Basically, while your phone doesn’t need to be rooted or hacked in order to gain access to a spoofed GPS signal, you do need to enable “developer settings,” a hidden menu inside Android that offers a load of options and customization menus to choose from. There’s no downside to enabling developer settings in the menu system of your phone. It just means that you’ll have an additional menu in your phone taking up space. Developer settings in Android are hidden by default because there are some options in there that, while reversible, can really glitch up your phone. To avoid a mass need for technical support it is not given out to general consumers. That said, we’re only changing one setting, so enabling developer settings is easy to do, generally safe and well worth it.
- Open the Settings menu on your phone.
- Tap System.
- Tap About Phone.
- Tap Software Info.
- Tap Build Number 7 times quickly.
- Enter your phone’s lock code when prompted.
You now have access to the Developer Mode settings page under Settings->System->Developer Options.
Toggle Developer on if it didn’t turn itself on automatically and you’re ready to go.
The next step is to install the Fake GPS Location app from the Google Play store if you haven’t already.
Now you need to tell your phone to use the Fake GPS Location app as its GPS device.
- Open Settings.
- Tap on System.
- Tap on Developer Options.
- Scroll down to “Select mock location app” and tap on it.
- Select the Fake GPS app.
That’s all there is to it.
Setting your new location for Bumble (and any other GPS-enabled app) is easy. Just open the Fake GPS Location app and navigate the map to your intended location. Hit the green Play button, and your phone now believes you to be wherever you have navigated to on the map.
To check whether it’s working or not, force close Bumble from your device by swiping it away from your recent apps list, then reload into the app. Check the location of your first match and compare it to your actual location. For example, when we loaded our fake GPS location as Washington DC, we immediately began to see matches in Virginia, making it a success in our book. Occasionally, Bumble may notice that you’ve changed your location and attempt to put you back in a place that matches your IP address. If this is the case you may also want to consider using a VPN to match your locations together. However, generally speaking, the app should reset your location to your spoofed address every time you reset the app, so if you run into any major issues, just reset it.
If it still isn’t working, don’t despair. Check the app again and try to make sure your spoofing has been enabled. Past that point, you can also try out using different apps to see if the first app you chose isn’t working properly on your phone. Also make sure to check if your device’s GPS signal is on, it needs to be in order for GPS spoofing to work properly. Ultimately, GPS spoofing can be a bit touchy, so it’s important to make sure that you keep troubleshooting the device if you run into any major issues.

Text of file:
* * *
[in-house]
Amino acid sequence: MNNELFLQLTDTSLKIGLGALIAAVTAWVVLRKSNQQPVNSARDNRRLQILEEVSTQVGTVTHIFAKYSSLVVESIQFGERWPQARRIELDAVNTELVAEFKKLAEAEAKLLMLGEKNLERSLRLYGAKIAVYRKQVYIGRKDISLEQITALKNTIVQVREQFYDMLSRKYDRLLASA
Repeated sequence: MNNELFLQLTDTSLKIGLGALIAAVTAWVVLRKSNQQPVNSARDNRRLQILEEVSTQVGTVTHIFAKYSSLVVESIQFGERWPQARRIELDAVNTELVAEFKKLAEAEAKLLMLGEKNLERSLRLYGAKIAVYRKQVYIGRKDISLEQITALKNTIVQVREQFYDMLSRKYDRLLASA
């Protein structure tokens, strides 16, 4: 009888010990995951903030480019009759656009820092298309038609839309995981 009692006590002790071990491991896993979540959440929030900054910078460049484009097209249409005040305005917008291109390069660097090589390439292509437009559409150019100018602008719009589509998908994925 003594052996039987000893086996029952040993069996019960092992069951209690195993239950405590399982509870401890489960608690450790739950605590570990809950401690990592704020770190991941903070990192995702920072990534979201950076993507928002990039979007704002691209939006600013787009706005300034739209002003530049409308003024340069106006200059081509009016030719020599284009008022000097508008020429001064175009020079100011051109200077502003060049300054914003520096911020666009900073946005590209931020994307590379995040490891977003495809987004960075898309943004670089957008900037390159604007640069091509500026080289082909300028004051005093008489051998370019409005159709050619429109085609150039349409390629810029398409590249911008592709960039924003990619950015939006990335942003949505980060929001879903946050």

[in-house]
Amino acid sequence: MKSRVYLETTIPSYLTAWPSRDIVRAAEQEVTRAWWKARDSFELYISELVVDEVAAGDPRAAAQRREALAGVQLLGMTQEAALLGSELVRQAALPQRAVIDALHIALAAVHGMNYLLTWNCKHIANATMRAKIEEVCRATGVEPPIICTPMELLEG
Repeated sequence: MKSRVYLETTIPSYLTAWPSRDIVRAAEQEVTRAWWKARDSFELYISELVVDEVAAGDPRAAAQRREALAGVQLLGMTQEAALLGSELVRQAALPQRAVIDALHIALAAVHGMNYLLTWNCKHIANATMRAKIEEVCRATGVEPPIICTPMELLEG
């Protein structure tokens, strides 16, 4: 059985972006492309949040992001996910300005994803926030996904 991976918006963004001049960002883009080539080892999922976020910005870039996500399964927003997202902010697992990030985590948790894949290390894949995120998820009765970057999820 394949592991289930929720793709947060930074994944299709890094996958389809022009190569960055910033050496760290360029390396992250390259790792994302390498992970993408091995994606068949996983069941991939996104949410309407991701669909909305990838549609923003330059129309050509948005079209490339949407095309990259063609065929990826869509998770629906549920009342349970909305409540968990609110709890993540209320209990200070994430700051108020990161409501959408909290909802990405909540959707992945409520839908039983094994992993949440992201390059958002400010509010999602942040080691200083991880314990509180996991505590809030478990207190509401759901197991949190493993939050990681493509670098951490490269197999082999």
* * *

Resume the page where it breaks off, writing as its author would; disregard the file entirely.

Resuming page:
As an operating system, iOS has many differences from Android. One of the main differences is that Apple maintains a much tighter control over the internals of its devices than Android phone makers and OS developers do. What you can do with the flip of a toggle on any modern Android, requires either a difficult and risky “jailbreaking” on iOS, or the use of fairly expensive software. More recent versions of iOS aren’t jail-breakable, leaving Apple in even tighter control of the device that you allegedly own.
What it boils down to is that there aren’t any free GPS spoofing solutions for iOS, but there is a very solid paid solution called iTools. iTools has functionality other than GPS spoofing, but GPS spoofing is all we’re going to discuss here. You can download and install iTools for free, though the trial period doesn’t last long and if you decide to keep using the software you will have to pay for a license. A single-user license costs $30.95. Note that you actually install and run iTools on a Windows PC or a Mac and then connect your iPhone to the computer via a data cable, similar to the way iTunes works.
Installing iTools is simple; just visit the link and download the free trial. Then follow these steps to set up GPS spoofing on your iPhone.
- Click the Toolbox icon on the iTools panel.
- Click the Virtual Location button on the Toolbox panel.
- Enter the location you want to spoof your location to in the text box and click “Move Here”.
- Go to Bumble on your phone and do whatever you wish to do in your “new” location.
- To end the GPS spoofing, select “Stop Simulation” in iTools.
It isn’t as elegant a solution as the Android platform offers, but it will get the job done.
Fooling your friends into thinking you’re somewhere you aren’t, checking into locations you haven’t been, looking at dating profiles in all-new areas—it shouldn’t be a surprise that there’s plenty of options for configuring and changing your GPS settings depending on what you need. While we wouldn’t recommend spoofing your location all day, it’s a handy tool that’s good to keep in your app drawer, just in case you ever need to check out a dating profile in an upcoming location days before you actually get there.
Need more Bumble resources? We’ve got all kinds of great information for you.
If you aren’t getting enough matches, check out our walkthrough of what to do when you’re not getting matches on Bumble.
Trying to figure out if that dreamy potential match is active on the site? See our guide to telling whether someone is active on Bumble.
For more information on how Bumble handles location, see our article on what Bumble does when your phone is off.
Bumble isn’t always intuitive – here’s our tutorial on knowing when you’ve gotten a match on Bumble.
If you decide Bumble isn’t right for you, be sure to read our article on deleting your Bumble account.